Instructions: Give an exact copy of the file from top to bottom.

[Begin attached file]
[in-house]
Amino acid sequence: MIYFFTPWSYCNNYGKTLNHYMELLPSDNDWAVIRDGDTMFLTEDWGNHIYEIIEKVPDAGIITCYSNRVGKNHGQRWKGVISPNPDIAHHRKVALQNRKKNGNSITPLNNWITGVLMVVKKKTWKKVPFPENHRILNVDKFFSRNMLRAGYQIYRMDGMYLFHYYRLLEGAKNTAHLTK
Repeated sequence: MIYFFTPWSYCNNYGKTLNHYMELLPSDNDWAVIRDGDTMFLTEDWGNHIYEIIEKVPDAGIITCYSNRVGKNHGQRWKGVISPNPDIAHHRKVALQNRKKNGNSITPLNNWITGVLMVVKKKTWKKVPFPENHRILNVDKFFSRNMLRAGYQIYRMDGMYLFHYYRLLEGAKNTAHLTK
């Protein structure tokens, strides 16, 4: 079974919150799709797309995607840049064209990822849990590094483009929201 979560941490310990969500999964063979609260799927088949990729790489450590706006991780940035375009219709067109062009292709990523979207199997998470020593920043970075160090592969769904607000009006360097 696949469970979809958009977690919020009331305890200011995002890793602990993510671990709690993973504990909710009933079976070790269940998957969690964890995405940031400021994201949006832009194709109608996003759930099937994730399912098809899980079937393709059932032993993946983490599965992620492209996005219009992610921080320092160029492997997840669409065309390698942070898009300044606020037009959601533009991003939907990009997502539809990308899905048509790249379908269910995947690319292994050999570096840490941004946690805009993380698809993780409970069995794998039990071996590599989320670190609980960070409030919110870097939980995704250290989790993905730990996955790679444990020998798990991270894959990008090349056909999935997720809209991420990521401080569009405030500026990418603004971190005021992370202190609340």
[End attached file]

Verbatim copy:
[in-house]
Amino acid sequence: MIYFFTPWSYCNNYGKTLNHYMELLPSDNDWAVIRDGDTMFLTEDWGNHIYEIIEKVPDAGIITCYSNRVGKNHGQRWKGVISPNPDIAHHRKVALQNRKKNGNSITPLNNWITGVLMVVKKKTWKKVPFPENHRILNVDKFFSRNMLRAGYQIYRMDGMYLFHYYRLLEGAKNTAHLTK
Repeated sequence: MIYFFTPWSYCNNYGKTLNHYMELLPSDNDWAVIRDGDTMFLTEDWGNHIYEIIEKVPDAGIITCYSNRVGKNHGQRWKGVISPNPDIAHHRKVALQNRKKNGNSITPLNNWITGVLMVVKKKTWKKVPFPENHRILNVDKFFSRNMLRAGYQIYRMDGMYLFHYYRLLEGAKNTAHLTK
């Protein structure tokens, strides 16, 4: 079974919150799709797309995607840049064209990822849990590094483009929201 979560941490310990969500999964063979609260799927088949990729790489450590706006991780940035375009219709067109062009292709990523979207199997998470020593920043970075160090592969769904607000009006360097 696949469970979809958009977690919020009331305890200011995002890793602990993510671990709690993973504990909710009933079976070790269940998957969690964890995405940031400021994201949006832009194709109608996003759930099937994730399912098809899980079937393709059932032993993946983490599965992620492209996005219009992610921080320092160029492997997840669409065309390698942070898009300044606020037009959601533009991003939907990009997502539809990308899905048509790249379908269910995947690319292994050999570096840490941004946690805009993380698809993780409970069995794998039990071996590599989320670190609980960070409030919110870097939980995704250290989790993905730990996955790679444990020998798990991270894959990008090349056909999935997720809209991420990521401080569009405030500026990418603004971190005021992370202190609340």